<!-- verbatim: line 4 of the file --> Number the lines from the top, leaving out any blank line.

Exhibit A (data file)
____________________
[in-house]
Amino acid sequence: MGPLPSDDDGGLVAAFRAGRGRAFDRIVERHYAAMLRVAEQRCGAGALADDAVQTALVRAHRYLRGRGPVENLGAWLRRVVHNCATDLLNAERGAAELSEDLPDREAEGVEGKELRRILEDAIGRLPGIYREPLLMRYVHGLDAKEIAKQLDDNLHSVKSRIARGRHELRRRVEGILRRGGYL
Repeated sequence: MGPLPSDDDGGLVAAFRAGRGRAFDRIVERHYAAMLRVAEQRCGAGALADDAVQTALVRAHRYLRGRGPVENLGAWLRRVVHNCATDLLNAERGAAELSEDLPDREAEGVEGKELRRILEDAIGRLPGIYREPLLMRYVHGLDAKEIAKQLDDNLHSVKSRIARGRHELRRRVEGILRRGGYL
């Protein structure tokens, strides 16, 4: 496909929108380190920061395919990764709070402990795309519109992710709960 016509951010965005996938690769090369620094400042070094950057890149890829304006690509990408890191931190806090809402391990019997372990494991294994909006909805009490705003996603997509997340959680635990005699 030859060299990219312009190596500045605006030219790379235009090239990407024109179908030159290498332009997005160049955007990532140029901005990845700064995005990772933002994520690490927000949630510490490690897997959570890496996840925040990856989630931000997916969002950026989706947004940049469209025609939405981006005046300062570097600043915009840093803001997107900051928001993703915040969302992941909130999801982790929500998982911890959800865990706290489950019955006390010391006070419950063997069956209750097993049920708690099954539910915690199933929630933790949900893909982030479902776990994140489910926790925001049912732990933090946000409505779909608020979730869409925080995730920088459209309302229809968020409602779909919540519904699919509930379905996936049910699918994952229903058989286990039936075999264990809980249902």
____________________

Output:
């Protein structure tokens, strides 16, 4: 496909929108380190920061395919990764709070402990795309519109992710709960 016509951010965005996938690769090369620094400042070094950057890149890829304006690509990408890191931190806090809402391990019997372990494991294994909006909805009490705003996603997509997340959680635990005699 030859060299990219312009190596500045605006030219790379235009090239990407024109179908030159290498332009997005160049955007990532140029901005990845700064995005990772933002994520690490927000949630510490490690897997959570890496996840925040990856989630931000997916969002950026989706947004940049469209025609939405981006005046300062570097600043915009840093803001997107900051928001993703915040969302992941909130999801982790929500998982911890959800865990706290489950019955006390010391006070419950063997069956209750097993049920708690099954539910915690199933929630933790949900893909982030479902776990994140489910926790925001049912732990933090946000409505779909608020979730869409925080995730920088459209309302229809968020409602779909919540519904699919509930379905996936049910699918994952229903058989286990039936075999264990809980249902």